They fell victim to Australia’s trans-Tasman rugby jinx, but the gutted Thunderbolts have vowed “special things” on the road to the Rio Olympics.
Just like their Wallabies counterparts several times in the past decade, Australia’s Sevens team had a cherished victory snatched away by New Zealand in the final of the inaugural Sydney 7s on Sunday night.
Leading 24-17 in the final two minutes at Allianz Stadium, a gutsy Australia were sunk by two tries to rising superstar Rieko Ioane.
It was the second week in a row the All Black Sevens, who stunned South Africa in the Wellington decider, had appeared down for the count in the dying minutes only to prevail.
Ioane finished with a hat-trick in a superb man-of-the-match performance in the 27-24 triumph, but the Aussies were kicking themselves after two late errors at the death.
The most telling was when Wallabies recruit Henry Speight was caught high in contact when the home side had the ball, and a two-point lead, with five seconds left.
The ensuing scrum handed NZ, who also drew their pool match with Australia thanks to a last-gasp try on Saturday night, the chance to steal the match.
“They were gutted after that,” coach Andy Friend said.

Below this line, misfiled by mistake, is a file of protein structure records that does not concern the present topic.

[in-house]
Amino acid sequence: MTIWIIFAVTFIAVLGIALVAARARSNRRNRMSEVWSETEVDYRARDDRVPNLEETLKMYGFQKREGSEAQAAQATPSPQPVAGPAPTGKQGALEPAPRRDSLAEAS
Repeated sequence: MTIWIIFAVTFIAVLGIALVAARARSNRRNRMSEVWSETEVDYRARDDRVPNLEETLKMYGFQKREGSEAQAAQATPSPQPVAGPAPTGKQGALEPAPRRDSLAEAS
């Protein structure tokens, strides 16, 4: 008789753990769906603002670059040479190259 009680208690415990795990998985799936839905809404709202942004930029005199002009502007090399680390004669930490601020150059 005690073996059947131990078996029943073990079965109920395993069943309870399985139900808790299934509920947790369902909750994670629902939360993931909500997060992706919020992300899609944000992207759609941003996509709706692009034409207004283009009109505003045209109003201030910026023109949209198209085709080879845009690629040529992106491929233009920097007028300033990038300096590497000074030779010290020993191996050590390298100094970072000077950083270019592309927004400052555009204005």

“I told them they should be really proud of that performance.
“Two games, 34 minutes against New Zealand and we’re three points behind them, but we’ve got to be better.”
Friend staunchly denied Australia lacked belief against their arch-rivals and stressed the confidence in the team, knocked out in the quarter-finals of the three previous tournaments, had lifted immensely.
“We’ve just got to keep improving,” he said. “I think there’s some special things ahead for this group.”
The runners-up finish – courtesy of knockout upsets over England and South Africa – did see Australia jump from seventh in the world series standings to fourth, but still well behind joint leaders NZ, Fiji and South Africa.
“It’s really important (for Rio),” Friend said. “I said last week ideally we want to be competing for a gold or silver medal in these competitions and to do that you know you can do it in seven months time.”
Kiwi captain Tim Mikkelson also rated the young Australians a team on the rise.
“They’ve also got guys like Quade Cooper who can come in so the future looks bright for them,” he said.
Australia’s heroes over the weekend was five-eighth Lewis Holland and 18-year-old speedster Henry Hutchison, who scored a double at the death to engineer a comeback upset over England.
Sonny Bill Williams started the decider but did NZ no favours early with a high tackle which saw him yellow-carded.
Australia’s painful defeat still didn’t detract from the overall success of the Sydney tournament which reaped a total attendance of 73,313 over the weekend.
Fiji beat South Africa 26-12 in the third-place play-off.